is a Gram positive, rod-shaped bacterium commonly found in the soil. However, a small number of people, about 1 in 20
, also house C. difficile
in their guts. This usually isn’t a problem, but the bacteria can produce toxins that cause severe cases of colitis, diarrhea, and sometimes death. These infections typically occur in cases where the normal gut flora has been depleted by antibiotics, allowing C. difficile
to “take over”.
Since antibiotics often promote C. difficile
infections, they aren’t much use in combating these bacteria. This has left researchers searching for other treatment options, and scientists at Stanford University School of Medicine have taken a unique approach.
Instead of searching for a way to kill C. difficile
directly, Matthew Bogyo, Ph.D., used a small molecule called ebselen
to disarm C. difficile
toxins. These toxins enter the cells lining the gut and induce an inflammatory response, resulting in colitis and diarrhea. This proinflammatory response also prevents the normal flora from repopulating the gut.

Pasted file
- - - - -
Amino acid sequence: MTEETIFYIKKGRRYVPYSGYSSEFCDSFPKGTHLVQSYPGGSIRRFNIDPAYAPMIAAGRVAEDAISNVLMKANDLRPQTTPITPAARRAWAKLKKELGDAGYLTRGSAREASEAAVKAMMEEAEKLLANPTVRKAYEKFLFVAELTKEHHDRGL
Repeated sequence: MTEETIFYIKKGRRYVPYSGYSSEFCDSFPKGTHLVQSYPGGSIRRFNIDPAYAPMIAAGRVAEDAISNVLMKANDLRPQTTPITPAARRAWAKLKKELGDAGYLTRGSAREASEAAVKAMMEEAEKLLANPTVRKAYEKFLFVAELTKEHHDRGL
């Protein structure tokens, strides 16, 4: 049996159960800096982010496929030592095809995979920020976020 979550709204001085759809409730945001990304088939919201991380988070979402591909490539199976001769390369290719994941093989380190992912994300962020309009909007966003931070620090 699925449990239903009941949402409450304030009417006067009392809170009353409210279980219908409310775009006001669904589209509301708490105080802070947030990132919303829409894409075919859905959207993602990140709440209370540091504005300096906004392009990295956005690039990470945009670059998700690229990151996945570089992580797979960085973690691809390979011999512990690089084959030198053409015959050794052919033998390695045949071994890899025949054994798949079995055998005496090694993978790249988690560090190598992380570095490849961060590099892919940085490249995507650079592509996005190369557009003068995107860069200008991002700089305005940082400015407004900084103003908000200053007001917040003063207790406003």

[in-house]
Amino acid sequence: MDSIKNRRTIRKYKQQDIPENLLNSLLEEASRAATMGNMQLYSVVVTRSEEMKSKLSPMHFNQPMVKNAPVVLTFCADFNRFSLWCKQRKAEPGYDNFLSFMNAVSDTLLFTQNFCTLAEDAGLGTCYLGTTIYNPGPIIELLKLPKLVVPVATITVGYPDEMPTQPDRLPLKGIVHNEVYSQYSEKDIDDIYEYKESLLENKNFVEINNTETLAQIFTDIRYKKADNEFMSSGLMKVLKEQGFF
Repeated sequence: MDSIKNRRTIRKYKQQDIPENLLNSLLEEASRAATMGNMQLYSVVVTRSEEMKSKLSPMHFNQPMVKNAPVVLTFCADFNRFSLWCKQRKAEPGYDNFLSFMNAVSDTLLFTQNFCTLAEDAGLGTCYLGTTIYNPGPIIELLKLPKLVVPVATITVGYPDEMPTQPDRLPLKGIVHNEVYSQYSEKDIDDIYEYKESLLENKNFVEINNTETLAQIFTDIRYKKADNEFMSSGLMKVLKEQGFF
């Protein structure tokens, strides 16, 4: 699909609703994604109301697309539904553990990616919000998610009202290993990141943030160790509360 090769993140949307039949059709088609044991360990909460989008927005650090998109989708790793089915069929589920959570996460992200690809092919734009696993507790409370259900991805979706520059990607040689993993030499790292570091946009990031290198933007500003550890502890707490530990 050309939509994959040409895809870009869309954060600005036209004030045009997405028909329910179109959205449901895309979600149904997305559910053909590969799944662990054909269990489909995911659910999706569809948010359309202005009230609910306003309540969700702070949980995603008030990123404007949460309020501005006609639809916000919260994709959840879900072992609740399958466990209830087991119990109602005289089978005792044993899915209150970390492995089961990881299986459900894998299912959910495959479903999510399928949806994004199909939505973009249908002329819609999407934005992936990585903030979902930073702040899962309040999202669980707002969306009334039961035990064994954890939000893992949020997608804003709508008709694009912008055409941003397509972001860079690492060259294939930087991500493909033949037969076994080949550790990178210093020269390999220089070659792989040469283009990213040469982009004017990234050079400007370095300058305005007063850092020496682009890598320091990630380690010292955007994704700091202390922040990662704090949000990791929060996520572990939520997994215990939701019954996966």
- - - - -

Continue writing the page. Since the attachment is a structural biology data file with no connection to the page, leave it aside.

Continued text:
Bogyo and colleagues showed
that ebselen had a direct effect on the activity of C. difficile
toxins by incubating purified toxin with or without ebselen, and then injecting the mixtures into mice. After three days, all of the mice injected with toxin alone died, while the mice injected with the ebselen and toxin mixture survived. Bogyo then tested a more clinically relevant model of infection. They first treated mice with antibiotics to mimic the conditions under which C. difficile
infections occur. Following antibiotic treatment, they infected mice with a highly virulent, drug-resistant strain of C. difficile,
and treated them orally with ebselen. The mice treated with ebselen survived the infection with little evidence of damage to the colon.
Thus, ebselen both prevented damaging colitis and diarrhea, and allowed the normal flora to outcompete C. difficile
. What’s more, ebselen has already been tested in clinical trials to treat hearing loss in chemotherapy patients. This means ebselen could be on the fast track to treating C. difficile
Ebselen isn’t the only unique approach to treating C. difficile
. Fecal transplant, as explained in this video
, has been highly successful in treating C. difficile
Sources: Science Daily
, Science Translational Medicine
, Wikipedia, Cleveland Clinic